Development Issues No.2: The UN and the issues of the South Countries edited by Dr.Atiyya Afandi, 1996. (Arabic) p.145
This is the second book in this series on " Development Issues" published by the Center for the Study of Developing Countries, which focuses concerns of countries of the South that have been dealt with by the United Nations. This book includes a study written by Dr.Atiyya Hussein, associate professor of political science at the Faculty of Economics and Political Science of Cairo University, and the debate on the issues raised in this study. The study offers a theoretical framework for the analysis of the role of the UN with respect to problems of these countries and examines few of the most important of these problems, whether they were of political or economic nature. Issues of development, peace and security, human rights and refugees figure prominently among these problems. The study analyses also positions of countries of the South with respect to reform of the United Nations and strives to explore the future of this organization. This book includes the discussion that took place among participants in the conference organized on the occasion of the fiftieth anniversary of the United Nations on October 24,1995 convened by the Center for the Study of Developing Countries to which the study was presented. It was addressed by a keynote speech given by the eminent Egyptian economist Sa’eid El-Naggar. Participants in the discussion included diplomats, journalists, and university professors.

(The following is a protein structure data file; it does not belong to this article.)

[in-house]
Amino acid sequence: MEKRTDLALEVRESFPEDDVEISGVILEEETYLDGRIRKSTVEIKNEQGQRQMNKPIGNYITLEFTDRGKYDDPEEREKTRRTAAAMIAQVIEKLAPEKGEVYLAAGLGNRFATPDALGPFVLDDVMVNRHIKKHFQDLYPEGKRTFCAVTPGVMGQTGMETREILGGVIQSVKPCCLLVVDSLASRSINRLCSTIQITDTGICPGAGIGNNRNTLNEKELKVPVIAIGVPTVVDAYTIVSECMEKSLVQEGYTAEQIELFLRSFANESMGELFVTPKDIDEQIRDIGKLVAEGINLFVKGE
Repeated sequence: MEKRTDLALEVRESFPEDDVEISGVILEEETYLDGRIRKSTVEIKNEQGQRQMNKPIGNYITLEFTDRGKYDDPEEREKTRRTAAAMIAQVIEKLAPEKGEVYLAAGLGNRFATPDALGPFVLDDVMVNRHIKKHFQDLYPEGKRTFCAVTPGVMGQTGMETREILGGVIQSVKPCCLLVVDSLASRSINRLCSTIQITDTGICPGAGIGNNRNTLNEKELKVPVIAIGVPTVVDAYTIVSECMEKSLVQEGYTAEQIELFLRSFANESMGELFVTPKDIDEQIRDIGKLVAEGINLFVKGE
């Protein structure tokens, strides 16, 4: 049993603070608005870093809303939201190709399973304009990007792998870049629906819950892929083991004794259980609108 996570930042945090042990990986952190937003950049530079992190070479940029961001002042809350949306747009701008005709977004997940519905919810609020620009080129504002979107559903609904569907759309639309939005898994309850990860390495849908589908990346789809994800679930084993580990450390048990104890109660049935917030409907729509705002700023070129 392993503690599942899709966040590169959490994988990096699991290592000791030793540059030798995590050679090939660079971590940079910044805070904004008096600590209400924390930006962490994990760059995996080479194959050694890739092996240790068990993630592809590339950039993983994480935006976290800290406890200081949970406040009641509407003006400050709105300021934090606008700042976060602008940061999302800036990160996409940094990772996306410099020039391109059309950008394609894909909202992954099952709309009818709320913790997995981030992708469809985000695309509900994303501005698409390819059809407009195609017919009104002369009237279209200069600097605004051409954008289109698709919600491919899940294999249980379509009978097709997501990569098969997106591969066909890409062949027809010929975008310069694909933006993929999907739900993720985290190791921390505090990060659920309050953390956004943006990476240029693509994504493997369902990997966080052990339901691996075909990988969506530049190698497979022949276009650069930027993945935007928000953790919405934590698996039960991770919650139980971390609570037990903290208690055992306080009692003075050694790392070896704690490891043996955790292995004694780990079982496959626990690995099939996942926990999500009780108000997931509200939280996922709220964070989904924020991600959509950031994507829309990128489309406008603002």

Development Issues No.3: Partners in Development: The political and social aspects of the economic reform in Egypt edited by Dr.Alia El-Mahdi, 1996. (Arabic) p.292
Economic reform is not an exclusively economic issue, to be decided only by economists and entrepreneurs. It is also a highly complex social, political and even a cultural question. For economic reform to succeed, certain social and political preconditions, such as social stability and good governance, must be met. Economic reform has also serious social and political repercussions. It imposes a considerable cost of reform is too heavy, it would be suspended half way, or the government committed to it might fall, one way or another. For these reasons, both the content and the pace of economic reform, should be a matter of national consensus among the principal social partners, namely labour, business and government, so that they would all accept its burden and share in the enjoyment of its benefits.
This book offers therefore an analysis of diverse dimensions of economic reform and reflections on the experience of its early phase in Egypt by spokesmen of these social partners as well as academics concerned with this highly important issue.
Development Issues No.4: " Squatter settlements " and models of Development edited by Dr.Ali El-Sawi, 1996. (Arabic) p.158
This book is the fourth in the series " Development Issues" published by the Center for the Study of Developing Countries of Cairo University. It deals with the question of substandard housing communities, referred to in the literature normally under the term "squatter settlements ". Both public opinion and the government in Egypt were intensely concerned with this issue in the last few years, perceiving conditions of living in these areas, home to nearly twelve million people, according to some estimates, to be quite degrading to human beings, and to be fertile grounds for the emergence of crime, terrorist activities and other types of deviant behavior.